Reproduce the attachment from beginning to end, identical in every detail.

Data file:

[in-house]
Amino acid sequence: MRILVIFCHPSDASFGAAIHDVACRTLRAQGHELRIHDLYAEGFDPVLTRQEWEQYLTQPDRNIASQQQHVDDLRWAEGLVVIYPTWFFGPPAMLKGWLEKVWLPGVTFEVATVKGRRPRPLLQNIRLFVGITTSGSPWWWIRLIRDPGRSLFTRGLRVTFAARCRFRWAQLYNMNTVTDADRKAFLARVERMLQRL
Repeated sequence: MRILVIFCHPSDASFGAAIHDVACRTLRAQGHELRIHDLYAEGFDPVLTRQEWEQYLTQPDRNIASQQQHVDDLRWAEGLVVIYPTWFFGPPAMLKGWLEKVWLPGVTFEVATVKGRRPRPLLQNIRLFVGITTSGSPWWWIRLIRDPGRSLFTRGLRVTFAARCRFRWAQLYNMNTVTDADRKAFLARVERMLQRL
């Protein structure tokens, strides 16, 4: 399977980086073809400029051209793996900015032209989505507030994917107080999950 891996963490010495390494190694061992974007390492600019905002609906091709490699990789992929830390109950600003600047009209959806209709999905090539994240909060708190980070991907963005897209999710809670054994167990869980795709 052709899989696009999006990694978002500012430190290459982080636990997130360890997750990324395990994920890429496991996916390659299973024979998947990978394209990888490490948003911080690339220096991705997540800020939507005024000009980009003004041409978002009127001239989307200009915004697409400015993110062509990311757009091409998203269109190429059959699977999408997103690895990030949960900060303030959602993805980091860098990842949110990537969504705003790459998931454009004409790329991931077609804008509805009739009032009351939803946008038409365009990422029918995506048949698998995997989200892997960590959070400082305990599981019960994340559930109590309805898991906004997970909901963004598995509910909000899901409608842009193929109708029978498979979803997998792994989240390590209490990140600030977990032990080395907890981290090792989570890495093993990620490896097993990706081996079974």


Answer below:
[in-house]
Amino acid sequence: MRILVIFCHPSDASFGAAIHDVACRTLRAQGHELRIHDLYAEGFDPVLTRQEWEQYLTQPDRNIASQQQHVDDLRWAEGLVVIYPTWFFGPPAMLKGWLEKVWLPGVTFEVATVKGRRPRPLLQNIRLFVGITTSGSPWWWIRLIRDPGRSLFTRGLRVTFAARCRFRWAQLYNMNTVTDADRKAFLARVERMLQRL
Repeated sequence: MRILVIFCHPSDASFGAAIHDVACRTLRAQGHELRIHDLYAEGFDPVLTRQEWEQYLTQPDRNIASQQQHVDDLRWAEGLVVIYPTWFFGPPAMLKGWLEKVWLPGVTFEVATVKGRRPRPLLQNIRLFVGITTSGSPWWWIRLIRDPGRSLFTRGLRVTFAARCRFRWAQLYNMNTVTDADRKAFLARVERMLQRL
């Protein structure tokens, strides 16, 4: 399977980086073809400029051209793996900015032209989505507030994917107080999950 891996963490010495390494190694061992974007390492600019905002609906091709490699990789992929830390109950600003600047009209959806209709999905090539994240909060708190980070991907963005897209999710809670054994167990869980795709 052709899989696009999006990694978002500012430190290459982080636990997130360890997750990324395990994920890429496991996916390659299973024979998947990978394209990888490490948003911080690339220096991705997540800020939507005024000009980009003004041409978002009127001239989307200009915004697409400015993110062509990311757009091409998203269109190429059959699977999408997103690895990030949960900060303030959602993805980091860098990842949110990537969504705003790459998931454009004409790329991931077609804008509805009739009032009351939803946008038409365009990422029918995506048949698998995997989200892997960590959070400082305990599981019960994340559930109590309805898991906004997970909901963004598995509910909000899901409608842009193929109708029978498979979803997998792994989240390590209490990140600030977990032990080395907890981290090792989570890495093993990620490896097993990706081996079974």